HC Deb 17 December 1974 vol 883 cc1333-5
6. Winterton

asked the Secretary of State for Education and Science what are the trends in the numbers of undergraduates entering universities in Great Britain.

Mr. Prentice

The number of undergraduates entering universities in Great Britain increased from 52,000 in 1965–66 to 65,000 in 1971–72, and has since risen to a provisional total of 71,000 in the current academic year 1974–75. The average annual rates of increase represented by these figures are 3.4 per cent. over the whole period and 2.8 per cent. for the last three years. In the latest year the increase is 52 per cent., due partly to demographic reasons and partly to an increase in overseas students.

Mr. Winterton

What information has come to the Department's notice about the lowering in standards of entry to universities? Will the Secretary of State comment on the relevance of the Rob-bins principle, and also on the NUS proposal that the hard-pressed taxpayers and ratepayers should meet subscriptions to that union to the extent of 100 per cent.?

Mr. Prentice

I do not accept that there has been a lowering in standards of entry. There have been some false reports on this topic in respect of certain universities—reports which have been denied. The figures which I have given are broadly consistent with the Robbins principle. I believe that we are following this through in practice. As for the NUS and the point mentioned by the hon. Gentleman, my initial reaction is sceptical but I should like to hear more details.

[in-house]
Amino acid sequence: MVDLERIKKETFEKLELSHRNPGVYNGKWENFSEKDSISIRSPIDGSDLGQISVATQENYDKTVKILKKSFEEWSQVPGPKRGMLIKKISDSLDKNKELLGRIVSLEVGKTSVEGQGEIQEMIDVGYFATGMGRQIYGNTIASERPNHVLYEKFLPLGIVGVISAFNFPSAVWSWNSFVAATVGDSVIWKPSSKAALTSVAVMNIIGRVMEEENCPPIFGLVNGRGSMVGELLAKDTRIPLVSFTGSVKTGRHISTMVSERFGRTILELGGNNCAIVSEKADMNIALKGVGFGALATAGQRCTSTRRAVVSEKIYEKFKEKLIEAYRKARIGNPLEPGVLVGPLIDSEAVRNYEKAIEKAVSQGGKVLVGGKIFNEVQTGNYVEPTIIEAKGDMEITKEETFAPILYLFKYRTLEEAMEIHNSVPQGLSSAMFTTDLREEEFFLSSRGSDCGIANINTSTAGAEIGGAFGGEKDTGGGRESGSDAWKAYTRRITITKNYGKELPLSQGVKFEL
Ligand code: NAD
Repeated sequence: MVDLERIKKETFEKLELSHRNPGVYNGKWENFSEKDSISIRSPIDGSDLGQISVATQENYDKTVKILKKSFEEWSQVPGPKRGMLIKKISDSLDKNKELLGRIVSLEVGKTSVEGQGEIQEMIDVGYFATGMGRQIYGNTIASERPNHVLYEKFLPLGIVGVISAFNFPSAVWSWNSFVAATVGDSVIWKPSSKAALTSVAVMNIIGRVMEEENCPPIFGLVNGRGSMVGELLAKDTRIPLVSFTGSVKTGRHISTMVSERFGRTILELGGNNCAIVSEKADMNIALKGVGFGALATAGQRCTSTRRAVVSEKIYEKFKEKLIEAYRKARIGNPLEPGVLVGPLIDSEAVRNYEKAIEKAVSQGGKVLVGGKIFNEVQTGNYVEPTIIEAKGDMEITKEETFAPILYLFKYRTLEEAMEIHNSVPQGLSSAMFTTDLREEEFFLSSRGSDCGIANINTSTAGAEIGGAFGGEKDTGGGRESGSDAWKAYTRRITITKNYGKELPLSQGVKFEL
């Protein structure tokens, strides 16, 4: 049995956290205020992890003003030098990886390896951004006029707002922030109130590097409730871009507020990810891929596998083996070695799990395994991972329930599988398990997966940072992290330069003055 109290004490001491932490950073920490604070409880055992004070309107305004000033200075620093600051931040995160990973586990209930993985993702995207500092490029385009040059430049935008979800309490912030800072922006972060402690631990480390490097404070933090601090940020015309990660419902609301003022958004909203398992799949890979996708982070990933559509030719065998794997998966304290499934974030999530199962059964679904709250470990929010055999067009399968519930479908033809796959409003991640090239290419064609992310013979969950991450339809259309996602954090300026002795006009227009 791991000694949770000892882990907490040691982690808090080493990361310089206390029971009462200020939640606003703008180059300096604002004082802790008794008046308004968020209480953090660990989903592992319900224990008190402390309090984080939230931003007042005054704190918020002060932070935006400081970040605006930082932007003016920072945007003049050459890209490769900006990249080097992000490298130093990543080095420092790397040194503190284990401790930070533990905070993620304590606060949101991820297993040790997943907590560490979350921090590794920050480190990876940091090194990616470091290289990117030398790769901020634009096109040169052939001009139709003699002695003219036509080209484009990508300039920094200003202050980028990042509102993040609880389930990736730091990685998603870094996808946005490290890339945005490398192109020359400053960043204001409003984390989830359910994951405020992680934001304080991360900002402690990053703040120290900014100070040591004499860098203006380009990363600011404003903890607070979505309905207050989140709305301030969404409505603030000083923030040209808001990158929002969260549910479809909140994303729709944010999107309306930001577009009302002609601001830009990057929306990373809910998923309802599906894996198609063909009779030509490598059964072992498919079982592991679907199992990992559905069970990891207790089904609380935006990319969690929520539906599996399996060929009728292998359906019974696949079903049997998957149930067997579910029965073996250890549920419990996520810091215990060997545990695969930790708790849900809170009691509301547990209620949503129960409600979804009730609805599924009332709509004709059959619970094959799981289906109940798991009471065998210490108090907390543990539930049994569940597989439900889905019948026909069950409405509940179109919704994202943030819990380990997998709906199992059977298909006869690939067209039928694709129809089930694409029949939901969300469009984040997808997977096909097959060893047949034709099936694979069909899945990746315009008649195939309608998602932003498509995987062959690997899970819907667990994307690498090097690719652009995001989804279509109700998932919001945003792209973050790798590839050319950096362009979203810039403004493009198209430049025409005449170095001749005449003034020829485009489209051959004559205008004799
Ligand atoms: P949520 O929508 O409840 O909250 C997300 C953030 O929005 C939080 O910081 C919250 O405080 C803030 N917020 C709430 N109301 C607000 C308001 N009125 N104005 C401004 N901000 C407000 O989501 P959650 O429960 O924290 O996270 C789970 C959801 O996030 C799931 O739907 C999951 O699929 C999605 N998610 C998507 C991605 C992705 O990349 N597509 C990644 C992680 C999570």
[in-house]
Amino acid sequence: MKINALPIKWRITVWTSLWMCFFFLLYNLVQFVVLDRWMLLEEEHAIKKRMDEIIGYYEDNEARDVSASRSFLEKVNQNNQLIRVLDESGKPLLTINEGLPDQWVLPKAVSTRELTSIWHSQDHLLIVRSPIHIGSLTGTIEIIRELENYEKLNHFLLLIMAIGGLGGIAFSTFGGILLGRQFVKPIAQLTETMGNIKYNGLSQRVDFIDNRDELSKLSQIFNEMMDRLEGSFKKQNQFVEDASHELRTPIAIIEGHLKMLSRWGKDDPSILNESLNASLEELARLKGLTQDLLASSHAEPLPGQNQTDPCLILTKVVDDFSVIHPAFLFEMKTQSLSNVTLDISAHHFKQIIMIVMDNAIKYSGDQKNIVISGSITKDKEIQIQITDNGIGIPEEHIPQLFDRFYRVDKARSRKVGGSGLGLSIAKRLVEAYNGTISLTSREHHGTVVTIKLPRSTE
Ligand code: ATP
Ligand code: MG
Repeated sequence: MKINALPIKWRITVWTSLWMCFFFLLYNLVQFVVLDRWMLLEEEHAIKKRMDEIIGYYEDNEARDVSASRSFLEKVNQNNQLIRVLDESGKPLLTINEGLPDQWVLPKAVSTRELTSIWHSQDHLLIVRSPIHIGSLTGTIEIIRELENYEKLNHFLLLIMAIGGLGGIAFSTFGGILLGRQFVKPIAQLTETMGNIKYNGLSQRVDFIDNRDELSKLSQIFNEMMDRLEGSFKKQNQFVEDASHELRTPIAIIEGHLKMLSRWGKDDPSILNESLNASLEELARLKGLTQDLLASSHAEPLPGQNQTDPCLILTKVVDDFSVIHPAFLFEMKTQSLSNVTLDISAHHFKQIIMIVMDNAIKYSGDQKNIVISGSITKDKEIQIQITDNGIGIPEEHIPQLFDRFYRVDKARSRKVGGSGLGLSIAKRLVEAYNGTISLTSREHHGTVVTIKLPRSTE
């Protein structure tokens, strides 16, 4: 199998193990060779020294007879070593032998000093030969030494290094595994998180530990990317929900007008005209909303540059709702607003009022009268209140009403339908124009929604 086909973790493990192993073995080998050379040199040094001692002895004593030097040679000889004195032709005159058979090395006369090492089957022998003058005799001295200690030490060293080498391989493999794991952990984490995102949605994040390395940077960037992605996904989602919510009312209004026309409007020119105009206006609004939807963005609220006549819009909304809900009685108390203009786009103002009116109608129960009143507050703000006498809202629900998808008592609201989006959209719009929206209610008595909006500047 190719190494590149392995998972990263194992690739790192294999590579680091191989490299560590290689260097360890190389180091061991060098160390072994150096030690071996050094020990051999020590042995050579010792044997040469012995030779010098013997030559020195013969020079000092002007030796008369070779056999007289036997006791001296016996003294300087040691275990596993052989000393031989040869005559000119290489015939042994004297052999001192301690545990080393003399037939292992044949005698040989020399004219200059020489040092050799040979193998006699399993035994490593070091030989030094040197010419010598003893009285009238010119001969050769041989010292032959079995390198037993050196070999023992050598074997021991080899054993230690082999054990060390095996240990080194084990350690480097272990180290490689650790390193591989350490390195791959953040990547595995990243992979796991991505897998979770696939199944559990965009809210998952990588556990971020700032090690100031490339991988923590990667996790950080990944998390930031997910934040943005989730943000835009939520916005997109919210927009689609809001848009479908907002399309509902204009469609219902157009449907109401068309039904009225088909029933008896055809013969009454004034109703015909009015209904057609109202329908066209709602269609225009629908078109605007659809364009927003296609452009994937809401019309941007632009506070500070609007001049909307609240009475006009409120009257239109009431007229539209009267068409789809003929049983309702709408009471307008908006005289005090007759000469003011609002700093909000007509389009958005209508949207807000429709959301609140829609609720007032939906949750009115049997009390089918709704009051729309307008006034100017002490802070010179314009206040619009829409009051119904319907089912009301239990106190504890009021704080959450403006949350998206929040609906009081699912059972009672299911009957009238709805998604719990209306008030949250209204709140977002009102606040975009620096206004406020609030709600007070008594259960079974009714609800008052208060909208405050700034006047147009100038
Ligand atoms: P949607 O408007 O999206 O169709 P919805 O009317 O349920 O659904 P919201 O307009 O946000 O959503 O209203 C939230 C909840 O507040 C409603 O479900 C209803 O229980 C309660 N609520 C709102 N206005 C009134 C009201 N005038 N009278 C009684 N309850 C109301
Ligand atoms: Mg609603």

Dr. Hampson

I hope that the Secretary of State will admit that the targets set by the Conservative Government were also within the Robbins principle, although, so far, the Labour Party have denied this. Will he confirm that there is a declining number of applications for entry into university, and that this is particularly acute in the sciences? Will he also confirm that there are 20,000 vacant places in the science departments of our universities and that science lecturers are concerned that they may have to take students of lower standard than used to be the case? Will he set up an inquiry to examine what is happening and report on why expectations in the 1960s are not being met and to determine what Government action is needed to ensure that we have more scientific and engineering graduates to meet the needs of industry?

Mr. Prentice

I think that both the previous Government and this Government have had the duty of looking at the projected figures to fulfil the Robbins principle. This is a complex matter. It is difficult to know precisely the likely real demand, in Robbins terms, in 1980. On present evidence, 640,000 places is the best available estimate that we can make. I agree that failure to take up available science places, particularly applied science places, is very disturbing. I am not sure that we need an inquiry into that matter, because we know a great deal about it already. We must do all we can to encourage good applicants for those places.